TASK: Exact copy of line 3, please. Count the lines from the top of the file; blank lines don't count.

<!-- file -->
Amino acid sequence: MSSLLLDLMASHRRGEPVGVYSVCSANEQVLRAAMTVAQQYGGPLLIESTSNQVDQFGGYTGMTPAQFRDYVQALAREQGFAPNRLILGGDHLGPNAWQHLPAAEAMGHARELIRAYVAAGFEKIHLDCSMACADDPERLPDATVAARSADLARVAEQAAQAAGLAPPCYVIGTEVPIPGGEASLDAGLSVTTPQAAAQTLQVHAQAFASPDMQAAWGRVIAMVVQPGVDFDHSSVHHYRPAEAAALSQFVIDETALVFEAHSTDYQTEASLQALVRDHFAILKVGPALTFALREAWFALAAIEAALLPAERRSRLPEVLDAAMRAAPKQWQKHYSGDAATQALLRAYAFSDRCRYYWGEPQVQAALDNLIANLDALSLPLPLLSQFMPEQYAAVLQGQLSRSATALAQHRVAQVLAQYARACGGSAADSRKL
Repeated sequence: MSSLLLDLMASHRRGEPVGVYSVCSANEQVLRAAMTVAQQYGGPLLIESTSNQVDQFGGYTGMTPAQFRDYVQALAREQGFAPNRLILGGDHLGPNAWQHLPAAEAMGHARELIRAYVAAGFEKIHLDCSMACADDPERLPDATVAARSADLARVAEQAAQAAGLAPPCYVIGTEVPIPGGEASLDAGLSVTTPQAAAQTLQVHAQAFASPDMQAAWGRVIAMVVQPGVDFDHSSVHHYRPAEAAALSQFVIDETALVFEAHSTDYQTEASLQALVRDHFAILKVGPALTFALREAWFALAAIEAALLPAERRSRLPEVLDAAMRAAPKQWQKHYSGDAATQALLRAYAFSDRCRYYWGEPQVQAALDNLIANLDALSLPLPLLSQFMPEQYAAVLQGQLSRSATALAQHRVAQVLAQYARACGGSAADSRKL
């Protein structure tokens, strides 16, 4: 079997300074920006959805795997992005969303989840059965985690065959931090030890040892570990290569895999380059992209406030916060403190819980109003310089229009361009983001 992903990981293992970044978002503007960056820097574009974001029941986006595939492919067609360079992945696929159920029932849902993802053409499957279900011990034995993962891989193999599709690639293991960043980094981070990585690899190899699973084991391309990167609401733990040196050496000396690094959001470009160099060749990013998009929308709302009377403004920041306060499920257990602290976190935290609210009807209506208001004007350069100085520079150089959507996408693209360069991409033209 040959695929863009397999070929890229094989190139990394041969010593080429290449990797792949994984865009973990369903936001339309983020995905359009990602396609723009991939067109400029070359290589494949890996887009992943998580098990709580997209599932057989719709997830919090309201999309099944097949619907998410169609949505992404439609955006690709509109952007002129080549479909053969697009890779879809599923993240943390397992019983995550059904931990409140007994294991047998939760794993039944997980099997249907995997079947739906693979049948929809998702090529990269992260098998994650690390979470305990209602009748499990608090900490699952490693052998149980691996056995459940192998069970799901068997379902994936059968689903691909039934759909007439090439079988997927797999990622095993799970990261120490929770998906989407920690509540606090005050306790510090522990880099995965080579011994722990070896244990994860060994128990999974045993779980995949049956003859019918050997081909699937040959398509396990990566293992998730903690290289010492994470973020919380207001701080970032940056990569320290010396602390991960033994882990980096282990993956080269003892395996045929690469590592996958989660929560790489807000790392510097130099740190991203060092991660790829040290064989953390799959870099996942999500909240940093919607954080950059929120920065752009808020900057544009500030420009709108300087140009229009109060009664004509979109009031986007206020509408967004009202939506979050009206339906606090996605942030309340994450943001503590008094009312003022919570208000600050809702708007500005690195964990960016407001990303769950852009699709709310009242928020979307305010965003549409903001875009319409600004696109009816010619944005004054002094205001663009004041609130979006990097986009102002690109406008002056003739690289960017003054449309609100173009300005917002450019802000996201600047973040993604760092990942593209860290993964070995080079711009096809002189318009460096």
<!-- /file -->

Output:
């Protein structure tokens, strides 16, 4: 079997300074920006959805795997992005969303989840059965985690065959931090030890040892570990290569895999380059992209406030916060403190819980109003310089229009361009983001 992903990981293992970044978002503007960056820097574009974001029941986006595939492919067609360079992945696929159920029932849902993802053409499957279900011990034995993962891989193999599709690639293991960043980094981070990585690899190899699973084991391309990167609401733990040196050496000396690094959001470009160099060749990013998009929308709302009377403004920041306060499920257990602290976190935290609210009807209506208001004007350069100085520079150089959507996408693209360069991409033209 040959695929863009397999070929890229094989190139990394041969010593080429290449990797792949994984865009973990369903936001339309983020995905359009990602396609723009991939067109400029070359290589494949890996887009992943998580098990709580997209599932057989719709997830919090309201999309099944097949619907998410169609949505992404439609955006690709509109952007002129080549479909053969697009890779879809599923993240943390397992019983995550059904931990409140007994294991047998939760794993039944997980099997249907995997079947739906693979049948929809998702090529990269992260098998994650690390979470305990209602009748499990608090900490699952490693052998149980691996056995459940192998069970799901068997379902994936059968689903691909039934759909007439090439079988997927797999990622095993799970990261120490929770998906989407920690509540606090005050306790510090522990880099995965080579011994722990070896244990994860060994128990999974045993779980995949049956003859019918050997081909699937040959398509396990990566293992998730903690290289010492994470973020919380207001701080970032940056990569320290010396602390991960033994882990980096282990993956080269003892395996045929690469590592996958989660929560790489807000790392510097130099740190991203060092991660790829040290064989953390799959870099996942999500909240940093919607954080950059929120920065752009808020900057544009500030420009709108300087140009229009109060009664004509979109009031986007206020509408967004009202939506979050009206339906606090996605942030309340994450943001503590008094009312003022919570208000600050809702708007500005690195964990960016407001990303769950852009699709709310009242928020979307305010965003549409903001875009319409600004696109009816010619944005004054002094205001663009004041609130979006990097986009102002690109406008002056003739690289960017003054449309609100173009300005917002450019802000996201600047973040993604760092990942593209860290993964070995080079711009096809002189318009460096």